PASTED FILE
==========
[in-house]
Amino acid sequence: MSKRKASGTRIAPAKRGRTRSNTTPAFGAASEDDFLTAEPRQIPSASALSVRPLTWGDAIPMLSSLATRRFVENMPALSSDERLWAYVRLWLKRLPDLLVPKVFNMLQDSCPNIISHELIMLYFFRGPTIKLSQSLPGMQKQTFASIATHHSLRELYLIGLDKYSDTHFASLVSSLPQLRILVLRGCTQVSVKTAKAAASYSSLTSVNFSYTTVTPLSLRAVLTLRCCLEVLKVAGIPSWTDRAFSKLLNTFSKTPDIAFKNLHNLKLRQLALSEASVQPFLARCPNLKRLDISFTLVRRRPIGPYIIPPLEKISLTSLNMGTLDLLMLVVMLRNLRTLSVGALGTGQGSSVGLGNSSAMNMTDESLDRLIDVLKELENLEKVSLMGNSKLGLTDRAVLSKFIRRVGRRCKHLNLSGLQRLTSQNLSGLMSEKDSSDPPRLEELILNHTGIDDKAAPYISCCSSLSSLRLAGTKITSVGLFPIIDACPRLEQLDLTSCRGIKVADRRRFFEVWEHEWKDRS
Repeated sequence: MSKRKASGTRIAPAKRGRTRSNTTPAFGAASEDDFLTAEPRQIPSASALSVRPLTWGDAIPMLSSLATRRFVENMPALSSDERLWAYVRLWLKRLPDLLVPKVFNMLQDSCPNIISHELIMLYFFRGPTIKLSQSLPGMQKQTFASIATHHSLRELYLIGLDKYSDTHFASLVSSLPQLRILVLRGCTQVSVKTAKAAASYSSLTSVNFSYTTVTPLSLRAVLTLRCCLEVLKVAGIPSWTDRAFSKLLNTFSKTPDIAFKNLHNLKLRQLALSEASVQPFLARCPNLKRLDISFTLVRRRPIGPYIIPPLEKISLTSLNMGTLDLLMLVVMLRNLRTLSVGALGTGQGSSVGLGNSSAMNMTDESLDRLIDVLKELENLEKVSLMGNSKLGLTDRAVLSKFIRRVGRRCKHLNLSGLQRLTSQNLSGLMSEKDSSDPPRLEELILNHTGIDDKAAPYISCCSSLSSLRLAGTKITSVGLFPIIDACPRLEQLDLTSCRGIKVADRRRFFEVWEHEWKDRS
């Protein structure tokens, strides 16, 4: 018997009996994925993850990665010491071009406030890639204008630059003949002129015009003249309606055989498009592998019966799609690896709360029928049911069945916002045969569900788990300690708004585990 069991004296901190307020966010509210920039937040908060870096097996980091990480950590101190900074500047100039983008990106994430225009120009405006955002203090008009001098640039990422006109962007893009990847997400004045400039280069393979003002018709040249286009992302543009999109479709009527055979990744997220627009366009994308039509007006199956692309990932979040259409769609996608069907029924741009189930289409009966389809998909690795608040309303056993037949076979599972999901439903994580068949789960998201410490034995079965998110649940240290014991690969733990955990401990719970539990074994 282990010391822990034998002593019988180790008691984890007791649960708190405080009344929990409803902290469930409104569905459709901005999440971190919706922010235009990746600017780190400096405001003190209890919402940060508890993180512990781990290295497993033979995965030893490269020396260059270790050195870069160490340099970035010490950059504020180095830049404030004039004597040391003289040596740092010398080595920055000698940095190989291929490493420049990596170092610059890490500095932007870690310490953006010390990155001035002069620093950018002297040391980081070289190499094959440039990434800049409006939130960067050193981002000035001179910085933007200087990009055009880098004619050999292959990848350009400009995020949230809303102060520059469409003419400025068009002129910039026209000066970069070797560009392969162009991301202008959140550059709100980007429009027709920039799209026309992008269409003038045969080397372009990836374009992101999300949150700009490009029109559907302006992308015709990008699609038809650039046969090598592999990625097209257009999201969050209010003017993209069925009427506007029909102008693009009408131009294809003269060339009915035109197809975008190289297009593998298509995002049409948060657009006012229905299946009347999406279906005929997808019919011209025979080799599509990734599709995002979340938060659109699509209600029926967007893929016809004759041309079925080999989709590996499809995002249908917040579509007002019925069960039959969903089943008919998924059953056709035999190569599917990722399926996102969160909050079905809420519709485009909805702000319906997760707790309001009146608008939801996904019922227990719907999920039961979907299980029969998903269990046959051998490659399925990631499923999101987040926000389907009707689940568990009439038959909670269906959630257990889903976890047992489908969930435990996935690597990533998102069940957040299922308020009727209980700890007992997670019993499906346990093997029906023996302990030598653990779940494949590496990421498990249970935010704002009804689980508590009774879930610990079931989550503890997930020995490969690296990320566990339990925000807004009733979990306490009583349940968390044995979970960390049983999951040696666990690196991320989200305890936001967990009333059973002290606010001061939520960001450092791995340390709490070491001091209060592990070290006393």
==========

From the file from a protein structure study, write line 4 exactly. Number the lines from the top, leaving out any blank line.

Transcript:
């Protein structure tokens, strides 16, 4: 018997009996994925993850990665010491071009406030890639204008630059003949002129015009003249309606055989498009592998019966799609690896709360029928049911069945916002045969569900788990300690708004585990 069991004296901190307020966010509210920039937040908060870096097996980091990480950590101190900074500047100039983008990106994430225009120009405006955002203090008009001098640039990422006109962007893009990847997400004045400039280069393979003002018709040249286009992302543009999109479709009527055979990744997220627009366009994308039509007006199956692309990932979040259409769609996608069907029924741009189930289409009966389809998909690795608040309303056993037949076979599972999901439903994580068949789960998201410490034995079965998110649940240290014991690969733990955990401990719970539990074994 282990010391822990034998002593019988180790008691984890007791649960708190405080009344929990409803902290469930409104569905459709901005999440971190919706922010235009990746600017780190400096405001003190209890919402940060508890993180512990781990290295497993033979995965030893490269020396260059270790050195870069160490340099970035010490950059504020180095830049404030004039004597040391003289040596740092010398080595920055000698940095190989291929490493420049990596170092610059890490500095932007870690310490953006010390990155001035002069620093950018002297040391980081070289190499094959440039990434800049409006939130960067050193981002000035001179910085933007200087990009055009880098004619050999292959990848350009400009995020949230809303102060520059469409003419400025068009002129910039026209000066970069070797560009392969162009991301202008959140550059709100980007429009027709920039799209026309992008269409003038045969080397372009990836374009992101999300949150700009490009029109559907302006992308015709990008699609038809650039046969090598592999990625097209257009999201969050209010003017993209069925009427506007029909102008693009009408131009294809003269060339009915035109197809975008190289297009593998298509995002049409948060657009006012229905299946009347999406279906005929997808019919011209025979080799599509990734599709995002979340938060659109699509209600029926967007893929016809004759041309079925080999989709590996499809995002249908917040579509007002019925069960039959969903089943008919998924059953056709035999190569599917990722399926996102969160909050079905809420519709485009909805702000319906997760707790309001009146608008939801996904019922227990719907999920039961979907299980029969998903269990046959051998490659399925990631499923999101987040926000389907009707689940568990009439038959909670269906959630257990889903976890047992489908969930435990996935690597990533998102069940957040299922308020009727209980700890007992997670019993499906346990093997029906023996302990030598653990779940494949590496990421498990249970935010704002009804689980508590009774879930610990079931989550503890997930020995490969690296990320566990339990925000807004009733979990306490009583349940968390044995979970960390049983999951040696666990690196991320989200305890936001967990009333059973002290606010001061939520960001450092791995340390709490070491001091209060592990070290006393």